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Discontinued Red Wing Shoes




Discontinued Red Wing Shoes


Dear valued customer,

Red Wing have informed us that their shoe models 6602, 6604 and 6607 will be discontinued from April, 1 this year.

Since these models have been quite popular throughout the industry, Red Wing have upgraded them and offer replacement styles from now on.

If you enquire one of these styles please use now the models 8204 or 8207. Both models are ASTM F2413-11 certified and are of same construction and design as the old models, but in addition feature a puncture resistant midsole. 8204 is an Oxford design safety shoe, whereas 8207 is a slip on type.

If you enquire one of these styles in two colours (black and brown), please use now the new models 6703/6704 or 6646/6647. Both numbers refer to the same shoe, either in black or brown colour.

Models 6703/6704 are Oxford type shoes and feature an aluminium toe cap and antistatic properties. Their sole is directly stitched to the upper in an Opanka construction, which is a feature of premium quality footwear.

Styles 6646/6647 are slip on shoes, which feature a steel toe cap and electric hazard capability. They are ASTM certified. Their sole is cemented to the upper.

Both models are comfortable to wear throughout the day and made of premium leather practically identical to the renowned Red Wing quality that you have experienced over the years.

For further informations, please contact us.



The perfect Sole for the Industry




 The perfect Sole for the Industry
Red Wing "Supersole


Red Wing Supersole Video on Youtube

Dear Valued Customer,

The Red Wing Supersole has achieved high credits from customers around the world for being the most sophisticated sole on Industrial Footwear over several generations.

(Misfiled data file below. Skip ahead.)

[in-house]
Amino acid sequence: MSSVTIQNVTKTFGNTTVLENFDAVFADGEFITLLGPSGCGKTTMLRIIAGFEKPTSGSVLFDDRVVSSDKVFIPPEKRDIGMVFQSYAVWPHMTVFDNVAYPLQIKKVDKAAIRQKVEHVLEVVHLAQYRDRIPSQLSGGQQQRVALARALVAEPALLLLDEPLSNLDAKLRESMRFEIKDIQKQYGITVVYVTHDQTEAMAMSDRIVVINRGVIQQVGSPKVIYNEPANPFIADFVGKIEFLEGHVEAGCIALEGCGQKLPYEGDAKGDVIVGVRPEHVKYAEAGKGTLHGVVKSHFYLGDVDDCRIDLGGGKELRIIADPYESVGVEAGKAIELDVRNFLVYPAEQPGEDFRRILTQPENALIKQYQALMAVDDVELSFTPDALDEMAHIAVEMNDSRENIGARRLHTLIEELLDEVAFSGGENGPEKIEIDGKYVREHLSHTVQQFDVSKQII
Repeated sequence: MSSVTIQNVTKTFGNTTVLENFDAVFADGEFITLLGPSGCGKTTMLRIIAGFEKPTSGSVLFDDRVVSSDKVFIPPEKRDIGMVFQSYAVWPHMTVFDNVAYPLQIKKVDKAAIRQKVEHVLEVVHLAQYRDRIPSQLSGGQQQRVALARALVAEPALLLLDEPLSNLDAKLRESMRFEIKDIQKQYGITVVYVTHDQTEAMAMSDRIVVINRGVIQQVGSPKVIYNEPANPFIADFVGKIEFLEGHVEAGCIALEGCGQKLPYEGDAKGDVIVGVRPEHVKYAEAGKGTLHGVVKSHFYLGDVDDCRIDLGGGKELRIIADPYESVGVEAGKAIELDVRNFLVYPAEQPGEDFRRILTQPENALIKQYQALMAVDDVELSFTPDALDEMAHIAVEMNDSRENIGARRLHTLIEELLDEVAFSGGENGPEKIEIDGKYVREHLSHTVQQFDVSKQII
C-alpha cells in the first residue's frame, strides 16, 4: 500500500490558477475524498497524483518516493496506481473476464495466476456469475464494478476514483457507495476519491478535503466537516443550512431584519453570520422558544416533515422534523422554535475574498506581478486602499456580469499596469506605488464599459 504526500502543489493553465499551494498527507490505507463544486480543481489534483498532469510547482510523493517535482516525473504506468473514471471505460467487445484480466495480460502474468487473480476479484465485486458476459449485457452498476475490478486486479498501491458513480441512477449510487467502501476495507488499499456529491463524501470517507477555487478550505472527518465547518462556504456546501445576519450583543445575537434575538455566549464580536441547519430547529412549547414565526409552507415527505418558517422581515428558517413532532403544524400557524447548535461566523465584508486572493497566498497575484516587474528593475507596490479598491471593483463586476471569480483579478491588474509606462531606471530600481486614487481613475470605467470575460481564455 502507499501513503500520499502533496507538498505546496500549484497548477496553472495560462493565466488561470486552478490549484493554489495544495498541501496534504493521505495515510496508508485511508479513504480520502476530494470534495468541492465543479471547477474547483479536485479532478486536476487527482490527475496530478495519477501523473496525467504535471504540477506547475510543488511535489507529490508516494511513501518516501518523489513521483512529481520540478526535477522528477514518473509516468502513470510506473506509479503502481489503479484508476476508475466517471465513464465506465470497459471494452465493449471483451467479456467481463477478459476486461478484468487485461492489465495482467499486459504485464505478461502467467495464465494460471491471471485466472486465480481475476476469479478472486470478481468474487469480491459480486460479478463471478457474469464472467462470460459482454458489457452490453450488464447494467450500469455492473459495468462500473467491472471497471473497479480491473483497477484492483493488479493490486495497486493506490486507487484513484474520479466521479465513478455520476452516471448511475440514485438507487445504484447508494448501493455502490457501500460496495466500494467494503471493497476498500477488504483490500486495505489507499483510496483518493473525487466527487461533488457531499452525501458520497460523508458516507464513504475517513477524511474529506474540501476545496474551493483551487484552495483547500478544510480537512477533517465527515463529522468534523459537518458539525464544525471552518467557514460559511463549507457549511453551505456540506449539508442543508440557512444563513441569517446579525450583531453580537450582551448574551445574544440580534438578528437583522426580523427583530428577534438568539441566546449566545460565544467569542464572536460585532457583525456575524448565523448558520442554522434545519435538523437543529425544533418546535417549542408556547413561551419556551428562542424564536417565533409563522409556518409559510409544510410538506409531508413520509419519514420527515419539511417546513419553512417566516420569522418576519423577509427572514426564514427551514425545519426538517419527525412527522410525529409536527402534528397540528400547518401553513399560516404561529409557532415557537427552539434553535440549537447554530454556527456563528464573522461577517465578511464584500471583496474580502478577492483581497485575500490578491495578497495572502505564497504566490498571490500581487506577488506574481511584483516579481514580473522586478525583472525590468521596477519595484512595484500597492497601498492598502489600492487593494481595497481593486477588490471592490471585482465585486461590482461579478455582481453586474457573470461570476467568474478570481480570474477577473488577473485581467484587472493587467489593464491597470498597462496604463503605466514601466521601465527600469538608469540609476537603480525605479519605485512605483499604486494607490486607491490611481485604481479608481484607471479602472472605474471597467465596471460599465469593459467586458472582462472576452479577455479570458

Red Wing have now published a video on Youtube, which highlights the features of this sole and also shows a range of applications on Red Wing’s famous safety footwear.

We hereby enclose a link for you to see and enjoy this video, which may contain important information also for your requirements.


For further information on the subject kindly contact us under our address <This email address is being protected from spambots. You need JavaScript enabled to view it.> or through your local Mercanta dealer.



Throw Matters!


Fires in tank farms may grow out of control without adequate fire-fighting equipment. The potential damage to the industrial plant, the environment and the financial loss may accumulate to excessive figures.

The tank farm fire at the Buncefield Oil Storage Depot in UK on December 11, 2005, is such a frightening example. It took 1.000 fire-fighters, 750.000 litres of foam concentrate and 55 Million litres of water to fully extinguish the fire. The overall quantifiable financial loss has been estimated to reach 1 Billion GBP.

The fire-fighting crews are exposed to excessive radiant heat, smoke pollution and the risk of explosion. Keeping them at distance from the fire (with the minimum distance dictated by the dykes around the tanks) and allowing them to apply high volumes of extinguishing liquid is of paramount importance and demands high performance fire-fighting vehicles.

Rosenbauer have recently delivered high performance industrial fire-fighting trucks to a customer in Kuwait and have successfully passed the at site performance test requiring a throw distance of 106 meters and reaching a height of 20m (which is corresponding to the height of their storage tanks).

The actual performance achieved at 7 bars hydrant feeding pressure has been a throw distance of 120 meters and the height of 20 m has been obtained at 100 meters distance, i. e. the full top area of the tank has been covered. The output volume of the Rosenbauer roof monitor RM 130 has been 13.400 lpm at a nozzle pressure of 13 bars.

The Rosenbauer balanced pressure foam proportioning system “Hydromatic 300” supplied the 3% FP foam admixing rate.

Attached photos nos. 1 and 2 show the throw performance of the Rosenbauer RM 130 during the at site test.
Photo no. 3 shows an actual tank fire with a fire-fighting vehicle applying liquid to the tank wall which provides cooling only but is not considered to achieve a knock-down of the fire.

Attachment shows the throw range graph of the roof monitor Rosenbauer RM 130.

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